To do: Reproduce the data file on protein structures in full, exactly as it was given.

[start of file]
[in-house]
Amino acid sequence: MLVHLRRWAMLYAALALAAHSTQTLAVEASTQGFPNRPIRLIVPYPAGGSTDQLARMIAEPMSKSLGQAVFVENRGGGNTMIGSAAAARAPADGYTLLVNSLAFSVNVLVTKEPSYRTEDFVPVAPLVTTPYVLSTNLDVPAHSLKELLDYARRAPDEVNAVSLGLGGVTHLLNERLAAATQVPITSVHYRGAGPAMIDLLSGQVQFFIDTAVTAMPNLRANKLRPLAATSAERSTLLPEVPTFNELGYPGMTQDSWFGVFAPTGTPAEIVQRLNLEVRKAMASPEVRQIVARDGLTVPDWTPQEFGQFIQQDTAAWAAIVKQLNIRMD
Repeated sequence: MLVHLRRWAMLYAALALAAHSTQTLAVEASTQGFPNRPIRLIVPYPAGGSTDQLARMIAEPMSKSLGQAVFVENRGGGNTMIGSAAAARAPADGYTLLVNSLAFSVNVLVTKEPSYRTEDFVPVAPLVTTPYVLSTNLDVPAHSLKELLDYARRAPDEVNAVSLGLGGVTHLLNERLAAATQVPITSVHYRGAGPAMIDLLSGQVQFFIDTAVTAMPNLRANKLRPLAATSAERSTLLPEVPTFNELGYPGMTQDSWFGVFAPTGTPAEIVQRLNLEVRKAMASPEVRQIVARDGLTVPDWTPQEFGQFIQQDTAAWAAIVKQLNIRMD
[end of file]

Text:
[in-house]
Amino acid sequence: MLVHLRRWAMLYAALALAAHSTQTLAVEASTQGFPNRPIRLIVPYPAGGSTDQLARMIAEPMSKSLGQAVFVENRGGGNTMIGSAAAARAPADGYTLLVNSLAFSVNVLVTKEPSYRTEDFVPVAPLVTTPYVLSTNLDVPAHSLKELLDYARRAPDEVNAVSLGLGGVTHLLNERLAAATQVPITSVHYRGAGPAMIDLLSGQVQFFIDTAVTAMPNLRANKLRPLAATSAERSTLLPEVPTFNELGYPGMTQDSWFGVFAPTGTPAEIVQRLNLEVRKAMASPEVRQIVARDGLTVPDWTPQEFGQFIQQDTAAWAAIVKQLNIRMD
Repeated sequence: MLVHLRRWAMLYAALALAAHSTQTLAVEASTQGFPNRPIRLIVPYPAGGSTDQLARMIAEPMSKSLGQAVFVENRGGGNTMIGSAAAARAPADGYTLLVNSLAFSVNVLVTKEPSYRTEDFVPVAPLVTTPYVLSTNLDVPAHSLKELLDYARRAPDEVNAVSLGLGGVTHLLNERLAAATQVPITSVHYRGAGPAMIDLLSGQVQFFIDTAVTAMPNLRANKLRPLAATSAERSTLLPEVPTFNELGYPGMTQDSWFGVFAPTGTPAEIVQRLNLEVRKAMASPEVRQIVARDGLTVPDWTPQEFGQFIQQDTAAWAAIVKQLNIRMD